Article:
In the Humble (Texas) Independent School District, Atascocita Springs Elementary School, which opened in fall 2010, was designed with sustainability in mind. It not only has become the district’s first facility to earn a LEED rating, but also will be evaluated by CHPS and expects to be verified by that organization as a high-performance facility. District officials say the school would be the first in Texas to achieve recognition from each group.
The 113,895-square-foot building was designed by PBK to accommodate 950 K-5 students. Energy-saving elements in the school include low-flow plumbing fixtures, drought-resistant plants, solar panels, reflective site paving, roofs that minimize heat absorption, and use of construction materials with recycled content. The building’s three classroom wings face north-south to take advantage of daylight and reduce dependency on artificial lighting.
To meet CHPS criteria, the Atascocita Springs campus was designed to be a learning tool. It has two learning bridges that integrate the science curriculum to teach about magnetism and to study friction, speed and inertia; and interactive kiosks throughout the building for students to monitor and log the school’s solar, water, gas and electrical use. Classrooms open up to learning courtyards that include sundials, charts and number lines that emphasize the enhanced math curriculum requirements. Windows from classrooms to the hallways enable teachers to monitor learning inside and outside of the classroom.
As the LEED program has won wider acceptance from builders and designers, the Green Building Council has added new categories in its evaluation program. LEED for Schools was established in 2007 to recognize the unique characteristics that apply to K-12 school construction.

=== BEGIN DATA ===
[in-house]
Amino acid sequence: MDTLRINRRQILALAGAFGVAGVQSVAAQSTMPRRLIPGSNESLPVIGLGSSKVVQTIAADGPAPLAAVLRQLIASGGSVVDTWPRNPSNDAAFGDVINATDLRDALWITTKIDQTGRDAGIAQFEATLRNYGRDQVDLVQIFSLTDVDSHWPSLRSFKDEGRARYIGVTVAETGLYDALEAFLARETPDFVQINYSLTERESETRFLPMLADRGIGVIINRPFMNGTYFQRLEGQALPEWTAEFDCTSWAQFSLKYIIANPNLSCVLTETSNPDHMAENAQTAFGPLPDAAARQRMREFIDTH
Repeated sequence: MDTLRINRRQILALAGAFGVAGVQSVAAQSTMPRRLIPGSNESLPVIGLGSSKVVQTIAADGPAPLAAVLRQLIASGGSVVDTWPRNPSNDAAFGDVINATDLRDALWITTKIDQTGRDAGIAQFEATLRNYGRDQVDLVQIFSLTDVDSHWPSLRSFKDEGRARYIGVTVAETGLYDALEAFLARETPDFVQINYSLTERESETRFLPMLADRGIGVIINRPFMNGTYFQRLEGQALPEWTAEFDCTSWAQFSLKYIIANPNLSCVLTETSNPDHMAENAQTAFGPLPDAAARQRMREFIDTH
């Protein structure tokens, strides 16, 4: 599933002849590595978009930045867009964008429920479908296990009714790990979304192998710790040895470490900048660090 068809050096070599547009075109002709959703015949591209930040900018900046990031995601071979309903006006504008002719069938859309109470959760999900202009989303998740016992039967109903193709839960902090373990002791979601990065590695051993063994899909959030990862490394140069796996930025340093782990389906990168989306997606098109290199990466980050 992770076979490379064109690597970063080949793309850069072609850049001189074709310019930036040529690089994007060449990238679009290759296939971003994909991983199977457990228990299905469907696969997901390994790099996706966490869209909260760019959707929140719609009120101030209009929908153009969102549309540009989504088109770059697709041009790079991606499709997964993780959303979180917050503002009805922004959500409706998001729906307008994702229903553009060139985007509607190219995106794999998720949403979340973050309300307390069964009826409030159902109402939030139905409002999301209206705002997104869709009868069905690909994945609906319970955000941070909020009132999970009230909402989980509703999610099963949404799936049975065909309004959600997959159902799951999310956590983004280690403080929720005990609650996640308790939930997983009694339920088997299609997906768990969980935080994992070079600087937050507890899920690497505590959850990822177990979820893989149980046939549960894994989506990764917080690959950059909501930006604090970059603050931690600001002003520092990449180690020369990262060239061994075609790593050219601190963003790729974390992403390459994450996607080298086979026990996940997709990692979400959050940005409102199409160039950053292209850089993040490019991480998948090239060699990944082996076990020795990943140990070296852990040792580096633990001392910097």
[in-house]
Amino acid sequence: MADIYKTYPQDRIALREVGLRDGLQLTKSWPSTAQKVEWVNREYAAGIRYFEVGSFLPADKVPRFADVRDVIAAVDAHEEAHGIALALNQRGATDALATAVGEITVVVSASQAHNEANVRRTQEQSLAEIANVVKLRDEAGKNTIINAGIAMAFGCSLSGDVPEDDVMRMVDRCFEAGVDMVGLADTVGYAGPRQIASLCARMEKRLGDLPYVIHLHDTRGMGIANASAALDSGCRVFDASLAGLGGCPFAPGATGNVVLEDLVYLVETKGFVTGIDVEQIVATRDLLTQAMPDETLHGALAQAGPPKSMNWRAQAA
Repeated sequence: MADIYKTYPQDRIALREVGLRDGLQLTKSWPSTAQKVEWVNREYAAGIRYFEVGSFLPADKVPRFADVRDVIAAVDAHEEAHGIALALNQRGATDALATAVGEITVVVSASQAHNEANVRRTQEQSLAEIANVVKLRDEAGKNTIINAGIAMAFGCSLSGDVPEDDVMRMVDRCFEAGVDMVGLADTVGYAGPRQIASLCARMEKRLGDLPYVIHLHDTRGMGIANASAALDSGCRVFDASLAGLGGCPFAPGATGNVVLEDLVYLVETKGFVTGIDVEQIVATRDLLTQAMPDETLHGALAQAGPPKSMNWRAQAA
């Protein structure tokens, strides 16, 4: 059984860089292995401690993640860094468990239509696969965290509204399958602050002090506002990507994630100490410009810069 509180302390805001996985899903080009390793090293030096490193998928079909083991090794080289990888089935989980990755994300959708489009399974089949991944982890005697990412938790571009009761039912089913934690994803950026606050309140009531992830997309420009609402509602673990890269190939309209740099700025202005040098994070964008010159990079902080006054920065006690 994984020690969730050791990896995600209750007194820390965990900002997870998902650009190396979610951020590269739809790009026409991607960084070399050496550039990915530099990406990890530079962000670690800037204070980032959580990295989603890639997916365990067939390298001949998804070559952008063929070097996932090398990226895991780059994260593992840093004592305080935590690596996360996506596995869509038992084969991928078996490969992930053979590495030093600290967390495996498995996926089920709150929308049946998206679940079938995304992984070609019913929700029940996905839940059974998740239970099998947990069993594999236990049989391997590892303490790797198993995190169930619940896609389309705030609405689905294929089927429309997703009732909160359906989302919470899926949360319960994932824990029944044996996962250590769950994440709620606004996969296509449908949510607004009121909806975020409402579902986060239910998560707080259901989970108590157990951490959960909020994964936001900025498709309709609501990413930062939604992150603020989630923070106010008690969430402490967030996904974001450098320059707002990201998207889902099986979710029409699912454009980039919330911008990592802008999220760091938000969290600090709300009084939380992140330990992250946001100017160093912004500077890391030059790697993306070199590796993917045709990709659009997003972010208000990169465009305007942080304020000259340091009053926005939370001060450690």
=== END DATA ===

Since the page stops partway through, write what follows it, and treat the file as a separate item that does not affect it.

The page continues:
The Omaha (Neb.) district used the LEED for Schools system last year for an addition it built at Omaha North High School, which became the first facility in Nebraska to receive LEED certification under LEED for Schools. RDG Planning & Design and Vertegy, a LEED consultant, designed a four-story 32,000-square-foot addition to a school built in 1922. The new space, consisting mostly of science classrooms and labs, has earned a LEED silver rating.
Among the features that helped the facility meet LEED standards: a greenhouse that opens onto a green roof; a system that uses rainwater to provide 100 percent of the addition’s irrigation needs; 81 percent of the wood used in the project was harvested from sources certified by the Forest Stewardship Council; installation of low-flow sinks and dual-flush toilets, which reduce potable water use by 43 percent; and the use of low-emitting paints, coatings, adhesives, sealants, flooring materials and composite woods to reduce VOC emissions and improve indoor air quality.
Nearly 19 percent of the building materials were manufactured within 500 miles of the school, 32 percent of the building materials contained recycled content, and 87 percent of the construction waste was diverted instead of being taken to a landfill.
Sidebar: One of the biggest things under the sun
Colorado State University says it has completed one of the largest solar-power installations at a U.S. university.
The 5.3-megawatt solar plant at the Foothills Campus in Fort Collins began producing electricity in December. The plant will provide one-third of electricity needs on the Foothills Campus, which is about three miles west of the main campus. Officials project the plant will reduce greenhouse gas emissions by more than 6 million kilograms—the equivalent of removing more than 520 cars off the road each year.
The solar power system is funded by a partnership that includes regional utility Xcel Energy and renewable energy developer Fotowatio Renewable Ventures. A Power Purchase Agreement structure leverages tax credits and incentives, and enables Colorado State to buy electricity produced by the plant at a fixed rate for 20 years.
“This is a practical example of our commitment to renewable energy and the public-private partnerships that are crucial to making these projects successful,” says Colorado State President Tony Frank.
Kennedy, staff writer, can be reached at [email protected].